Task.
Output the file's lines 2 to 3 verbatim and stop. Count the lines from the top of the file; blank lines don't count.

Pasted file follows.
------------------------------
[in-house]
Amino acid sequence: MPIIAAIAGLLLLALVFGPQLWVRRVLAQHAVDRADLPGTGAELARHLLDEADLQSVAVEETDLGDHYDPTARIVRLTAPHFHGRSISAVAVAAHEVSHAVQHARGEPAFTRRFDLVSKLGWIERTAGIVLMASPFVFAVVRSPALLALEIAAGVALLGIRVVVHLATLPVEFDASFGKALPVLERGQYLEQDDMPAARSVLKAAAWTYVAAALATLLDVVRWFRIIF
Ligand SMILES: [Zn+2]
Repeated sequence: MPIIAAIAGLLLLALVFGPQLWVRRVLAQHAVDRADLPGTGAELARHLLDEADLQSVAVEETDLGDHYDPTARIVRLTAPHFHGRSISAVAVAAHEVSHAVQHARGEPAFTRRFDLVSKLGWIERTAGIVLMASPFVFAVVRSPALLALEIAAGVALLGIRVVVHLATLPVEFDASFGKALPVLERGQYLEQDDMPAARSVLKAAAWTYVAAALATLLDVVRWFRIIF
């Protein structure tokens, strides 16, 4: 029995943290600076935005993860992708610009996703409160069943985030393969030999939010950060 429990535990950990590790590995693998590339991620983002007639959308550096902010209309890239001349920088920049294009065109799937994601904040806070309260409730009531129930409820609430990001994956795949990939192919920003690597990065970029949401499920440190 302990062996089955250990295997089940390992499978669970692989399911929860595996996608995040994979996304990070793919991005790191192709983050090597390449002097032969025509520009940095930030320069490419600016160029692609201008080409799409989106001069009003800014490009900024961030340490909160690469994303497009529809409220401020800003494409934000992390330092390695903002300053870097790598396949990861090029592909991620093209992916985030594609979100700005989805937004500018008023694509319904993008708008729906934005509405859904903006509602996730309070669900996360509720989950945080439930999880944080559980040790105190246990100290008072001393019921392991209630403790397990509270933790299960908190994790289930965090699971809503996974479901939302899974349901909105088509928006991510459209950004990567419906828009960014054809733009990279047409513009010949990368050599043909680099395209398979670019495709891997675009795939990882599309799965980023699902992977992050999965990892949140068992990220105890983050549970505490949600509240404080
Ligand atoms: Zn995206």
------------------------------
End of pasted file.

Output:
Amino acid sequence: MPIIAAIAGLLLLALVFGPQLWVRRVLAQHAVDRADLPGTGAELARHLLDEADLQSVAVEETDLGDHYDPTARIVRLTAPHFHGRSISAVAVAAHEVSHAVQHARGEPAFTRRFDLVSKLGWIERTAGIVLMASPFVFAVVRSPALLALEIAAGVALLGIRVVVHLATLPVEFDASFGKALPVLERGQYLEQDDMPAARSVLKAAAWTYVAAALATLLDVVRWFRIIF
Ligand SMILES: [Zn+2]